To further encourage a love of reading, every pupil at Comberton has access to an electronic school library system, allowing them to take home additional books for their own enjoyment. Family members are also encouraged to borrow books, thus promoting reading outside of school. Whole school events and incentives are planned to further highlight and maintain the reading ethos across the school.
Practising reading regularly with your child at home is extremely valuable to their progress. In addition to this please, where possible, read to your child at bedtime or other times of the day as this helps to encourage a love of reading and also develops the children’s vocabulary.
Guided reading sessions give children an opportunity to develop key reading skills through carefully planned and taught activities. Texts used in these sessions may link directly with the text or genre being taught within literacy units. In addition, we have recently purchased Oxford University Press' 'Project-X Origins' series. These link directly to the new national curriculum and allow for key skills to be explicitly taught. In these sessions children will have the opportunity to read with an adult in a small group for skills to be modelled and taught, and to also embed and apply reading skills through independent activities.
Read Write Inc
Our children in Early Years and Key Stage One are benefiting from a curriculum supported by Read Write Inc. This is a literacy programme where children learn to read rapidly. It is systematic and structured and provides children with the skills that they need to read well so they can progress to reading to learn for the rest of their lives.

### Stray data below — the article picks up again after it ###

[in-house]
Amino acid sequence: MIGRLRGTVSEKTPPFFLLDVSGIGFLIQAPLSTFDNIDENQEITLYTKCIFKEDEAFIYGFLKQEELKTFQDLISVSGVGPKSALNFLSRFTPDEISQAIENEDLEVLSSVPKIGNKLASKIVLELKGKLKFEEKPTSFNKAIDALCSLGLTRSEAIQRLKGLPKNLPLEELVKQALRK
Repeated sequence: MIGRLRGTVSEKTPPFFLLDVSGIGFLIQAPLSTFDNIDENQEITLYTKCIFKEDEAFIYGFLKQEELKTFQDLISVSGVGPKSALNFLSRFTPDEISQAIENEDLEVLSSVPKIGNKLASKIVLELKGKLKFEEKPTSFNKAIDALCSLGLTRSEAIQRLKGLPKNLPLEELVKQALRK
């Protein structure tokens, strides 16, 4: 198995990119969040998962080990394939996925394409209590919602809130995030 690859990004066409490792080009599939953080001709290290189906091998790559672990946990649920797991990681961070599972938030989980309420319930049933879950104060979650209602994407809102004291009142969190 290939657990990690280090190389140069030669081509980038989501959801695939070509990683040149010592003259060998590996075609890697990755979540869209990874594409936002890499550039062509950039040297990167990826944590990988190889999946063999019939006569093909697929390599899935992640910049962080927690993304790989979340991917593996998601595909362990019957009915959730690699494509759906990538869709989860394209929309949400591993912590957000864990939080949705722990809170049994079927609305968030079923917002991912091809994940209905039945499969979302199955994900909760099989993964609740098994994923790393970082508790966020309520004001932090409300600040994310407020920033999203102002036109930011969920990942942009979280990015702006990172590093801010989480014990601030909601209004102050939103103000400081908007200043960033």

Fred the Frog
Fred the frog helps the children to read and spell. Fred cannot read words he can only read sounds so when children are faced with new words you can ask them to ‘Fred talk’ the word, for example, c-a-t. It is important when children sound out that they use pure sounds so please refer to the videos that we have added links to for guidance on this. Fred can also help with spelling and the children will be used to the term ‘Fred fingers’. The children can say the word out loud and then press the sounds onto their fingers.
Children in year 2 who passed the phonics screening check at year 1 undertake a mixture of speed sounds revision, the RWi spelling programme covering the year group's spelling expectations outlined in the national curriculum, and grammar practice during these afternoon sessions.
Children will be taught the speed sounds. Please take the time to have a look at both the simple and the complex speed sounds chart. If you would like one of these from school please let your class teacher know. The sounds are split into three sets and children will work their way through these systematically. Children will move on to new sounds once they have a firm knowledge of the sound they have learnt. Continual reviewing of previous sounds is built into the programme. Children will learn these sounds and have them embedded fully before they are expected to read them in a book. There is a clear message in Read Write Inc. that we ‘set the children up to succeed’.
The teaching of writing at Comberton aims to develop pupils’ competence in the two dimensions of transcription and composition.
Pupils are encouraged to use the GPCs taught to make phonetically plausible attempts at unknown words when writing through EYFS and KS1. In addition, pupils are taught key words or ‘common exception words’. These are often set out as ‘zero tolerance’ words in each unit of work, and teachers will use strategies to ensure as many of these words as possible are known to aid accuracy in overall spelling. In key stage 2, these are the statutory word lists as set out in English appendix 1 in the National Curriculum.